SecureDrop V3 Onion Services

Tor onion services provide anonymous inbound connections to websites and other servers exclusively over the Tor network. SecureDrop uses onion services for the Journalist and Source Interface websites, as well as for adminstrative access to the servers in SSH-over-Tor mode.

Currently, SecureDrop supports two versions of the onion services protocol: the older version (v2), and the current version (v3), which provides stronger cryptography and includes redesigned protocols that guard against service information leaks on the Tor network. Because of these important improvements, the Tor project is deprecating support for v2 onion services.

SecureDrop will begin phasing out support for v2 onion services in February 2021. All newsrooms should enable v3 onion services as soon as possible, but may continue using v2 concurrently to allow all journalists and sources to transition smoothly.

Warning

If you are still using 16-character v2 onion URLs in April 2021, your SecureDrop servers will become unreachable, and you will have to reinstall SecureDrop from scratch.

How to distinguish between v2 and v3 onion services

If your Source Interface address is 56 characters long, you are already using v3 onion services, as in the following example:

http://sdolvtfhatvsysc6l34d65ymdwxcujausv7k5jk4cy5ttzhjoi6fzvyd.onion/

If your Source Interface address is 16-characters long, you are still using v2 onion services, and need to transition to v3 in order to keep using SecureDrop, as in the following example:

http://secrdrop5wyphb5x.onion/

What an upgrade entails

Enabling v3 onion services will have the following effects:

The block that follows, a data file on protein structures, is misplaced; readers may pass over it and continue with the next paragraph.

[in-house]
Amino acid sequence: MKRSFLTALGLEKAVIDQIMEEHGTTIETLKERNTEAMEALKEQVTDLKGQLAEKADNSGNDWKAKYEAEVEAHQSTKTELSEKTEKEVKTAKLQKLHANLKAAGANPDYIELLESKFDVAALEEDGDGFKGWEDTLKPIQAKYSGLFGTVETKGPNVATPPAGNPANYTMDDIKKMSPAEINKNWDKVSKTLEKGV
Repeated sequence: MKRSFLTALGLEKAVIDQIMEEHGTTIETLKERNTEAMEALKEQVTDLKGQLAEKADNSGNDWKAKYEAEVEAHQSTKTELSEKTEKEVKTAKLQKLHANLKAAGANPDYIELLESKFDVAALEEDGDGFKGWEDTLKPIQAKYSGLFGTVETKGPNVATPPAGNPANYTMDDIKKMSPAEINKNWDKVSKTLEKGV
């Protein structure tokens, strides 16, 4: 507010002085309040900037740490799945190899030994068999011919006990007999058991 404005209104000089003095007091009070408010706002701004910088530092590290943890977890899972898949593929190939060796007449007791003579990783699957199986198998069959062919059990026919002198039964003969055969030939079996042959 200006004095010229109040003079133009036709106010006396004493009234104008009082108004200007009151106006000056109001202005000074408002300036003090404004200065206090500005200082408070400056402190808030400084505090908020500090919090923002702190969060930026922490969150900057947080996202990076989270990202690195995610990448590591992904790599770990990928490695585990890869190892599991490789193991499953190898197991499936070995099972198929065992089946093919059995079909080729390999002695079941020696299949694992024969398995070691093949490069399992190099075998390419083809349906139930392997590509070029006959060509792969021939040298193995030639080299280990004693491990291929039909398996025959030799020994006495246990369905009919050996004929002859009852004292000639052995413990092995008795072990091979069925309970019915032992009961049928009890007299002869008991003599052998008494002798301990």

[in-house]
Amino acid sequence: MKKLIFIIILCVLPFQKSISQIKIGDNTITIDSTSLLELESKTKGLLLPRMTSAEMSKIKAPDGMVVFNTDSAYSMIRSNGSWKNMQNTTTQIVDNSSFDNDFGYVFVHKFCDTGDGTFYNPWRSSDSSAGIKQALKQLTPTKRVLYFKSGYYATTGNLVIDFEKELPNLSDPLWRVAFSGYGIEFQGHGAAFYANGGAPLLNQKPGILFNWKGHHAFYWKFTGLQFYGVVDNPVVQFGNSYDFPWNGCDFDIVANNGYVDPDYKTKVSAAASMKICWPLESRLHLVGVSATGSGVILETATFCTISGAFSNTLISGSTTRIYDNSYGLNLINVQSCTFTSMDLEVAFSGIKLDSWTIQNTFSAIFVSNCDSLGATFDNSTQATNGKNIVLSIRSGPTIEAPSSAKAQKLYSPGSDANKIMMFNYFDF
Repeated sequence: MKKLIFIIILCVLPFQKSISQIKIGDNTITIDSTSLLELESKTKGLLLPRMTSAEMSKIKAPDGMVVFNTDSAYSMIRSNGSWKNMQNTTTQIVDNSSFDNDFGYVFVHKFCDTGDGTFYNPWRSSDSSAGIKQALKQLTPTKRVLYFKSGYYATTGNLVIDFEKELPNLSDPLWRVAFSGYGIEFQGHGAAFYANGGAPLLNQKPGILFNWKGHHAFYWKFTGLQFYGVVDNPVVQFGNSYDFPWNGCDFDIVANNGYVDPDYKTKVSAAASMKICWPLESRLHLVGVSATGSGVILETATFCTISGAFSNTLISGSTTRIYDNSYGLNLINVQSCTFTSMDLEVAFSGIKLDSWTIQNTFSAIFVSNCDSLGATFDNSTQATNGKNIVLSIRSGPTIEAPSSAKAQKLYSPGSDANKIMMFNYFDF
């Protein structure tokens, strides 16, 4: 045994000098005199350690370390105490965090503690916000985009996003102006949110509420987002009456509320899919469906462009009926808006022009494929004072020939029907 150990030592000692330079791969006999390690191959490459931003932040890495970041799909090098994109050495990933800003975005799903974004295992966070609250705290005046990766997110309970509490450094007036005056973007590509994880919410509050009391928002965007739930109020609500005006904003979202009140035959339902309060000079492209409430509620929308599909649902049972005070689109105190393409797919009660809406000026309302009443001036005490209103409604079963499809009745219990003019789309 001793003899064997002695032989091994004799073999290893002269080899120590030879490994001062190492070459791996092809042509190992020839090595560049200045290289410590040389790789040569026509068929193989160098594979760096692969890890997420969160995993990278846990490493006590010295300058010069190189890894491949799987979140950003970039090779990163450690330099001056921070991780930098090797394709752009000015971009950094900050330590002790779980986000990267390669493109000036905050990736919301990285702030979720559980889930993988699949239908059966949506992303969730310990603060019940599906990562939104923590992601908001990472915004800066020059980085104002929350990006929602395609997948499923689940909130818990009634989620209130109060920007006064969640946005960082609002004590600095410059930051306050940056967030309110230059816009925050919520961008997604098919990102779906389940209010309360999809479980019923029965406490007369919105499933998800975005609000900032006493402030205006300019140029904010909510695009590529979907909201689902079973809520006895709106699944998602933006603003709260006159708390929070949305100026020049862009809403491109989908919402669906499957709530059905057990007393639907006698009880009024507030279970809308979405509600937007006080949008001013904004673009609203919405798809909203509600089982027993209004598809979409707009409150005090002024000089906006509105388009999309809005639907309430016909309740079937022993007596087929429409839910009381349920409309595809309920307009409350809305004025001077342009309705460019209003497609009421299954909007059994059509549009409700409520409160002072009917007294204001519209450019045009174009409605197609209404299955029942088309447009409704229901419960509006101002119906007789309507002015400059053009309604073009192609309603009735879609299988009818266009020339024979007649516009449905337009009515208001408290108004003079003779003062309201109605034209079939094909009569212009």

• You will get a new, 56-character Source Interface onion address. If you follow our recommended steps, this will work alongside your existing v2 address. When you’re ready to announce the change, you will need to update your landing page and other resources that reference your Source Interface address, such as your SecureDrop directory entry.
  • Journalist and Admin Workstations will need to be updated by your administrator so that they contain the new onion service addresses and credentials.
  • If your instance uses HTTPS, you will need to provision a new certificate for the v3 Source Interface address - this will need to be done after the new address has been generated.

Note

If your instance currently uses HTTPS with an EV certificate, please contact us via the SecureDrop support portal or use our GPG key to send an encrypted email to securedrop@freedom.press before you proceed with the migration. If your certificate provisioning process requires validation of the new v3 domain, you may not be able to complete the v3 migration process without first disabling HTTPS for v2.

How to upgrade

  1. Prepare backups
  2. Enable v3 onion services alongside v2, to avoid disruption to journalists and sources
  3. (Optional) Enable HTTPS
  4. Update Tails workstations with the new v3 onion addresses
  5. Publish your new Source Interface URL
  6. Once you are satisfied with these changes, disable v2 onion services.